Your car trip is go­ing to be just fine, re­ally. But right now, you’re hear­ing that dreaded four-word cho­rus from the back seat. And no, you’re not there yet. But maybe you just need the right pit stop. Here are seven. Three are north, on the way to San Francisco. Two are east, on the way to Palm Springs, Joshua Tree, Las Ve­gas or Death Val­ley. And two are south, on the way to San Diego. All have been around for decades, but for all their road­side fa­mil­iar­ity, there have been some changes. Here’s an up­date:

In­ter­state 5 to San Francisco

The straight­est route to San Francisco (a 388-mile jour­ney from down­town Los Angeles) will take you right past Har­ris Ranch, where choice steaks await.

The main Har­ris Ranch com­plex seats 455 peo­ple at a time, and ranks among the state’s high­est­gross­ing in­de­pen­dent restau­rant op­er­a­tions. Vis­i­tors can choose among the Steak­house, the Horse­shoe Bar and the Ranch Kitchen, which gets the heav­i­est traf­fic.

And now there’s a new bar­be­cue op­tion. The Har­ris Ranch Ex­press BBQ opened in late April at the Shell sta­tion in the Har­ris com­pound. The new place, open 10 a.m.- 8 p.m. daily, is aimed at trav­el­ers in a hurry.

Noth­ing on the menu costs more than $10.75, which gets you beef brisket and ched­dar cheese on a French bun.

The ranch park­ing lot in­cludes the San Joaquin Val­ley’s only hy­dro­gen cell fuel sta­tion, along with a Tesla Su­per­charger sta­tion.

Info: Har­ris Ranch Inn & Restau­rant, 24505 W. Dor­ris Ave., Coalinga, Calif.; (800) 942-2333, www.har­ris­ Ranch Kitchen open 6 a.m.-10 p.m. daily.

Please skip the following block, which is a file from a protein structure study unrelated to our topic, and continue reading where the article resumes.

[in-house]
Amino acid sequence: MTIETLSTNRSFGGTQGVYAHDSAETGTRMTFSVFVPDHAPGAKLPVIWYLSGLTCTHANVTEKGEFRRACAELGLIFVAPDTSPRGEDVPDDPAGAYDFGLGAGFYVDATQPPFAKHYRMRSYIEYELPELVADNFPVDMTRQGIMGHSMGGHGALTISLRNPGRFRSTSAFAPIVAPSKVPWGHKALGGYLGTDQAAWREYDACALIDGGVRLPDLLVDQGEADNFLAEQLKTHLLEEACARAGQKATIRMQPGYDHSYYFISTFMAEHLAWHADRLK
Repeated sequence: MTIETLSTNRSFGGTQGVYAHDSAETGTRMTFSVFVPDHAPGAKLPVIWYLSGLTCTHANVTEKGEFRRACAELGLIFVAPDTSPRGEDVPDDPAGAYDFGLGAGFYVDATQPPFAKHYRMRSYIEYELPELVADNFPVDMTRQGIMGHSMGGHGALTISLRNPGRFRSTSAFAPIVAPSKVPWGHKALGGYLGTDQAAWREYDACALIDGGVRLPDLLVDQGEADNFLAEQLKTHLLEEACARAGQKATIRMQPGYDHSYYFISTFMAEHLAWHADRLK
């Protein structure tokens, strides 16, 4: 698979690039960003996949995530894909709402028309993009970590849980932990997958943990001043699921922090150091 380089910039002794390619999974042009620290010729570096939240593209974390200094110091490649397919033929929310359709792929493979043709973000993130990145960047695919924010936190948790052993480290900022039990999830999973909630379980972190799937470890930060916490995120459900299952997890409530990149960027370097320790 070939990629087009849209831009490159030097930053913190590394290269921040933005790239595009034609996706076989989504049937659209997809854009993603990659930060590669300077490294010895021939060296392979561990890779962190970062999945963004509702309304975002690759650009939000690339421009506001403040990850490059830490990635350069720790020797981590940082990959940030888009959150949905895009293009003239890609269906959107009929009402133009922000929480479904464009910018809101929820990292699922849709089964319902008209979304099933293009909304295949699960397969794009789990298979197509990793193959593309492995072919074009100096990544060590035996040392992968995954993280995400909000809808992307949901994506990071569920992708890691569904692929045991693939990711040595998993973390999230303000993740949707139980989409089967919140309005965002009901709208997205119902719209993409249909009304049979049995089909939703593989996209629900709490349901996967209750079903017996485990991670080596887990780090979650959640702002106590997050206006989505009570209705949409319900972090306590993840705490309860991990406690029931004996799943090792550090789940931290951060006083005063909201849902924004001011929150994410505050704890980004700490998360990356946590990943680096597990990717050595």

High­way 101 to San Francisco

The Madonna Inn has been an ec­cen­tric haven for U.S. 101 trav­el­ers for nearly 60 years.

Along with the pow­er­fully pink color scheme, road trip­pers can be­hold the Gold Rush Steak­house and the more ca­sual Cop­per Café, open for break­fast, lunch and din­ner.

Menu main dishes range from a ham sand­wich at $12.25 to a filet mignon at $44.95.

If your legs need stretch­ing, the inn build­ings are sur­rounded by great Cen­tral Cal­i­for­nia scenery — mead­ows and hills and a bike trail that con­nects to down­town San Luis Obispo.

Then there’s the ho­tel, a fa­vorite among honey­moon­ers: 109 rooms, no two alike, with pool and spa; horse­back rides; and pink ten­nis courts. Rooms for two from $209.

Info: Madonna Inn, 100 Madonna Road, San Luis Obispo; (800) 543-9666, www.madon­nainn .com. Cop­per Café open 7 a.m.-10 p.m. daily.

The Apple Farm started in 1977 as a restau­rant with an Amer­i­cana theme. Own­er­ship has changed over the years, but that theme en­dures, now strength­ened by a bak­ery, a three-level gift shop and a 105-room ho­tel com­plex.

Din­ner main dishes are about $14-$29; the sig­na­ture dessert is a hot apple dumpling.

Whether or not you do dessert, burn a calo­rie or two by strolling around the six-acre prop­erty. The gar­dens are some­times wedged into tight slots be­tween build­ings and park­ing spa­ces, but they’re full of color and visual puns.

Land­scape man­ager Joseph O’Keefe has used more than 700 pots and bas­kets to max­i­mize im­pact.

Rooms at the inn (which in­cludes a small pool) usu­ally start about $129 (plus a $12 per night fa­cil­ity fee).

Info: Apple Farm Restau­rant & Bak­ery, 2015 Mon­terey St., San Luis Obispo; (800) 255-2040, www .ap­ple­ Open 7 a.m.-9 p.m. daily.

In­ter­state 15 east to Las Ve­gas or Death Val­ley

About 65 miles beyond Barstow, just be­fore you de­cide whether to bend north to­ward Death Val­ley or con­tinue straight to Ve­gas, you’ll reach the dusty hamlet of Baker, home to the Mad Greek Cafe.

Baker’s main drag, Baker Boule­vard, has sev­eral fast-food spots and gas sta­tions, one traf­fic light, the world’s tallest ther­mome­ter (134 feet) and UFO Alien Jerky, a nov­elty shop with a space-alien theme.